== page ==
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If you are a business owner, you might operate your business under your name, a different name but as an unincorporated entity, or through a separate business entity. In Tennessee, it is common to operate businesses as a limited liability company (“LLCs”). This blog is to continue the discussion started in a previous post (click here for prior post) regarding the benefits of forming an LLC in Tennessee and to briefly discuss piercing the corporate veil, a mechanism to hold a business owner personally liable for the business’s liabilities..
Although it is always advisable to seek an attorney's advice when litigation appears imminent, perhaps you would like to avoid litigation altogether by settling a case quickly before the attorneys get involved. You're hesitant, however, to initiate any conversation regarding an out-of-court settlement, fearing that an offer to settle would be tantamount to either admitting liability on the one hand, or, on the other, admitting that your claim is invalid or worth very little. This fear is certainly reasonable, as you might have any number of reasons for settling a dispute that have nothing to do with your belief as to your liability regarding a dispute, such as avoiding the emotional, social, and other consequences of litigation.
Those who sign in a representative capacity on behalf of a corporation or other entity need to take note of the holding in Reginald M. Mudd et al v. Rexford L. Goostree, Jr. et al, Tennessee Court of Appeals Case No. M2012-00957-COA-R3-CV, decided April 5, 2013. In a suit to recover rent due and owing under a lease agreement in which a corporation was named as a tenant, the Tennessee Court of Appeals affirmed judgment in favor of a landlord against an individual who had signed a lease in the space of the signature box designated "Tenant." Even though the corporation was named as Tenant in the lease, at the signature box, Mr. Goostree signed as follows: Tenant: REX GOOSTREE, JR. by Rex Goostree, Jr. (italics where handwritten). The Court held that this was "a clear and unambiguous designation of [Mr. Goostree] as the Tenant on the lease agreement." The Court decided not to entertain other evidence of the parties' intent, indicating that "only if a contract is ambiguous does a Court look beyond the four corners of the document and consider evidence of the parties' intentions." Not only is Mr. Goostree liable for the lease and late fees, but also for the Landlord's attorneys' fees at trial and on appeal.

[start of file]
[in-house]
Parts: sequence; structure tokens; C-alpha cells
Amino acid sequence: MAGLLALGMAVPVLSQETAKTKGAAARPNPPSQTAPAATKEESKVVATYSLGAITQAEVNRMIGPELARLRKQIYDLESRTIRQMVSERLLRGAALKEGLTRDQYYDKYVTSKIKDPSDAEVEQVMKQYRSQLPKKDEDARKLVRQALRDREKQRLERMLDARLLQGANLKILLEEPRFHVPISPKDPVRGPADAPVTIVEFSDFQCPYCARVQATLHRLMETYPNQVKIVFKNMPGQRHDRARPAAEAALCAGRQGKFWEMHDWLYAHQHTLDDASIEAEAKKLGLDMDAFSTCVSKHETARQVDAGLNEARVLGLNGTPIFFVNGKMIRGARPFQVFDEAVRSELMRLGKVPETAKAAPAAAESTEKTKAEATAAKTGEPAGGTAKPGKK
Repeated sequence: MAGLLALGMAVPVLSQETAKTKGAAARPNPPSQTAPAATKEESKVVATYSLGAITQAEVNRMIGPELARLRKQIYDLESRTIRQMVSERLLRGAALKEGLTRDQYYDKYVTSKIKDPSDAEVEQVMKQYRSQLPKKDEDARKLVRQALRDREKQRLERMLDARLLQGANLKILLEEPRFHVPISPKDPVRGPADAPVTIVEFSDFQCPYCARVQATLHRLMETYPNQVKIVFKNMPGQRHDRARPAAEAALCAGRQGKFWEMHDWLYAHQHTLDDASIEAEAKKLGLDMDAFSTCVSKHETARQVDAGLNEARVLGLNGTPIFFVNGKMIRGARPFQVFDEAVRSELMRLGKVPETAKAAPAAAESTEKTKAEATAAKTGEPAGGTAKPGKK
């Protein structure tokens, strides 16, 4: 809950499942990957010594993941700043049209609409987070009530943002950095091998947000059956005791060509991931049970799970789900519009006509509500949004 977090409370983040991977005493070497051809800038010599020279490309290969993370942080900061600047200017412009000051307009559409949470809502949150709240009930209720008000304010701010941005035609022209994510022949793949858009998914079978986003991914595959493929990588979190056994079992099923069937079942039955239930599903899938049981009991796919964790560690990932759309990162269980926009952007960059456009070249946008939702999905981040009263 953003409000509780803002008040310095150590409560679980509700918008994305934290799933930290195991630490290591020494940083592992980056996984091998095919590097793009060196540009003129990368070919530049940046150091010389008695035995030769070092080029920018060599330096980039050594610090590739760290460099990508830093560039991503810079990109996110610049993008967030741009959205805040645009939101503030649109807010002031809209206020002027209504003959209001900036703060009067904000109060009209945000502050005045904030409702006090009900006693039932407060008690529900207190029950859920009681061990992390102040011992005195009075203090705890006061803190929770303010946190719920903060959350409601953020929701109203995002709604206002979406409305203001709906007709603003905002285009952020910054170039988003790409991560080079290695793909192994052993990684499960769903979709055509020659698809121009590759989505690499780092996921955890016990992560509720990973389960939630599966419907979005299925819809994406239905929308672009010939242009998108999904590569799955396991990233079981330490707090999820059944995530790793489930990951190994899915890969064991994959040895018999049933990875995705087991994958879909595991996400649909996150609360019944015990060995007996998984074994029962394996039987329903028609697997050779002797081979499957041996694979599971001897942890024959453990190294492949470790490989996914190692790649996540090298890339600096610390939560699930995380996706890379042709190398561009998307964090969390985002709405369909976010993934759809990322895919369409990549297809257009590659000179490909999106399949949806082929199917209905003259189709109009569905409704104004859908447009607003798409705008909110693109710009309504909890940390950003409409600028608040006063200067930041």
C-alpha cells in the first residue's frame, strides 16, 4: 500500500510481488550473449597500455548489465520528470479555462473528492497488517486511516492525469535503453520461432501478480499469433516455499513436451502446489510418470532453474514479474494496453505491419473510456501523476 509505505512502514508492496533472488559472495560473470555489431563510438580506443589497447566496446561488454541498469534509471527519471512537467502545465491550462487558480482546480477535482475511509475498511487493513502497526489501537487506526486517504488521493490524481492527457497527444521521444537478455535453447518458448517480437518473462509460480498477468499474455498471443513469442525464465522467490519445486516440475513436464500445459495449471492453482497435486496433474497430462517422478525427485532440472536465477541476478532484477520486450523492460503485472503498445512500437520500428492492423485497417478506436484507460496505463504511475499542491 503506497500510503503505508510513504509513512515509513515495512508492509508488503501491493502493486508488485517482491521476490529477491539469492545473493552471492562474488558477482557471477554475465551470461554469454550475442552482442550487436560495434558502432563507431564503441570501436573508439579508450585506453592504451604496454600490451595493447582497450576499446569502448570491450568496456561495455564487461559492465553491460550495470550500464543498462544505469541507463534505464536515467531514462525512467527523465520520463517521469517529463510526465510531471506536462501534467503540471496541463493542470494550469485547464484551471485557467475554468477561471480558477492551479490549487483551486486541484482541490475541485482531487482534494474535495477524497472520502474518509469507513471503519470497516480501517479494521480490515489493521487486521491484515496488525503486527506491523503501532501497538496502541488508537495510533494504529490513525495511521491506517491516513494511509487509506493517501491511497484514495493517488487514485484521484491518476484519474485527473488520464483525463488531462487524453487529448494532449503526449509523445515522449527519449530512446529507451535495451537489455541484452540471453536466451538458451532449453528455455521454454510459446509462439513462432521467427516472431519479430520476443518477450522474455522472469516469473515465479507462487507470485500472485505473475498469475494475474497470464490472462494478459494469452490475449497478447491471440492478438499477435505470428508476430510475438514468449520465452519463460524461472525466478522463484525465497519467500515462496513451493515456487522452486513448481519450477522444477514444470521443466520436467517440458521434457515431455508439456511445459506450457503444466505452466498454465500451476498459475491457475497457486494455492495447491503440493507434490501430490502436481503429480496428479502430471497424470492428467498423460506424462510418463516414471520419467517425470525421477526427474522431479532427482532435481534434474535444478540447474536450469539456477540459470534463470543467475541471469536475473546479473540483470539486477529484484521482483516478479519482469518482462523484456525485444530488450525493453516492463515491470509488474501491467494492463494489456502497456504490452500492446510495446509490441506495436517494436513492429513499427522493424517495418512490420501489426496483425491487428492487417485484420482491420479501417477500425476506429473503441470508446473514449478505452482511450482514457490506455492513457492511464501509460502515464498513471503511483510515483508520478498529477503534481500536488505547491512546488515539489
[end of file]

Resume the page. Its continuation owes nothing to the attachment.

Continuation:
Lately, as an almost exclusive domestic law attorney, I hear questions as to whether child support is "fair". In this law firm, you will often times hear that the only thing fair in life is "fair skin, fair skies and the place you put your prized pig". It did not take long to figure out in this business that although the intentions of the law are to be fair to the parties, ultimately, it is rare, absent an agreement, that the parties feel they got a fair deal. Child support is one of those categories. With the divorce rate and children born out of wedlock rate, many people at least know of someone who has to deal with a child support issue, and/or are dealing with one of their own. Unfortunately, this knowledge typically influences new clients to feel like they know what is "fair".
WASHINGTON - The U.S. Environmental Protection Agency (EPA), the Department of Justice, the Tennessee Department of Environment and Conservation and the Office of the Tennessee Attorney General announced today a comprehensive Clean Water Act settlement with the city of Chattanooga, Tenn. Chattanooga has agreed to pay a $476,400 civil penalty and make improvements to its sewer systems, estimated by the city at $250 million, to eliminate unauthorized overflows of untreated raw sewage. Chattanooga also has agreed to implement a green infrastructure plan and perform an $800,000 stream restoration project.
When forming a corporation, too many people simply visit the Secretary of State's website, or a form provider's website, download an inexpensive or free sample charter, and file it with the Secretary of State. Using such forms without careful consideration of the many variables that go into forming and operating a corporate entity, however, does a great disservice to you and your corporation.
Grant Konvalinka & Harrison, P.C., serves clients in Tennessee cities such as Chattanooga, Cleveland, East Ridge, Red Bank, Jasper, Collegedale, Athens, Decatur, Altamont, McMinnville, Manchester, Dunlap, Winchester, Fayetteville, Soddy-Daisy, Etowah, Dayton, Charleston, Tullahoma, Fort Oglethorpe, Dalton, Chatsworth, Calhoun, Summerville, Lafayette, Ringgold, Chattanooga Valley, Chickamauga, Tunnel Hill and Trenton.
Counties: Hamilton County, Bradley County, McMinn County, Sequatchie County, Grundy County, Franklin County, Coffee County, Warren County, Dade County, Catoosa County.